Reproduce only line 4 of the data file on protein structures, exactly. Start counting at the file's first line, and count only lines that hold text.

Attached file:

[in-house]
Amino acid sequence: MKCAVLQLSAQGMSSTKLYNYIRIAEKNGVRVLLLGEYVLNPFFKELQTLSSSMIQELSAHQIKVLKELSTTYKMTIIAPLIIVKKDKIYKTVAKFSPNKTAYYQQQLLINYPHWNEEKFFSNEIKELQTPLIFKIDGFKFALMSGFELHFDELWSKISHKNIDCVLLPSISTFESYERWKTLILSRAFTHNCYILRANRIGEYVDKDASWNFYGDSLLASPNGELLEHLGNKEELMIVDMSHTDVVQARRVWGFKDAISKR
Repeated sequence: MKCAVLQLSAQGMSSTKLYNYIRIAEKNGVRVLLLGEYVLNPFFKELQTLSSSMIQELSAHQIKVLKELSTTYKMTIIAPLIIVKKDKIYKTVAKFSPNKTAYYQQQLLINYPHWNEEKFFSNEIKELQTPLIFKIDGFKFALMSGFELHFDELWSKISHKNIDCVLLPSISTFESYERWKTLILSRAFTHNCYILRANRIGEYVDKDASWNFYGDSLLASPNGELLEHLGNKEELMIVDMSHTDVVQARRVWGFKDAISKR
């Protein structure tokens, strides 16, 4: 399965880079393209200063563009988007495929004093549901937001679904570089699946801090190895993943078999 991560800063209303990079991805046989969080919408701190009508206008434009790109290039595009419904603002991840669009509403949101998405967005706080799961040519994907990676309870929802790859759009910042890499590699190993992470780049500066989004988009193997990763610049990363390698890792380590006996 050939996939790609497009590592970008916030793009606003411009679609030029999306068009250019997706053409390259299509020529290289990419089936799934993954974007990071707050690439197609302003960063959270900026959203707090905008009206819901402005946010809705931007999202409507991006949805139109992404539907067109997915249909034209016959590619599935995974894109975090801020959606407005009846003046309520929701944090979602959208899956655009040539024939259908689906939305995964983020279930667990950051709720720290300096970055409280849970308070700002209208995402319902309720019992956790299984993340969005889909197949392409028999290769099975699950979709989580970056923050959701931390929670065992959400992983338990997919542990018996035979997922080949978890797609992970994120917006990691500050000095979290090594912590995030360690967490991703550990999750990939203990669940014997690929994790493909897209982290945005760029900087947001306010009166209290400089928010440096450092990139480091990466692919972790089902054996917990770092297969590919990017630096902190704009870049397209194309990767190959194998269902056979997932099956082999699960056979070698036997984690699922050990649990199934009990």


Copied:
């Protein structure tokens, strides 16, 4: 399965880079393209200063563009988007495929004093549901937001679904570089699946801090190895993943078999 991560800063209303990079991805046989969080919408701190009508206008434009790109290039595009419904603002991840669009509403949101998405967005706080799961040519994907990676309870929802790859759009910042890499590699190993992470780049500066989004988009193997990763610049990363390698890792380590006996 050939996939790609497009590592970008916030793009606003411009679609030029999306068009250019997706053409390259299509020529290289990419089936799934993954974007990071707050690439197609302003960063959270900026959203707090905008009206819901402005946010809705931007999202409507991006949805139109992404539907067109997915249909034209016959590619599935995974894109975090801020959606407005009846003046309520929701944090979602959208899956655009040539024939259908689906939305995964983020279930667990950051709720720290300096970055409280849970308070700002209208995402319902309720019992956790299984993340969005889909197949392409028999290769099975699950979709989580970056923050959701931390929670065992959400992983338990997919542990018996035979997922080949978890797609992970994120917006990691500050000095979290090594912590995030360690967490991703550990999750990939203990669940014997690929994790493909897209982290945005760029900087947001306010009166209290400089928010440096450092990139480091990466692919972790089902054996917990770092297969590919990017630096902190704009870049397209194309990767190959194998269902056979997932099956082999699960056979070698036997984690699922050990649990199934009990």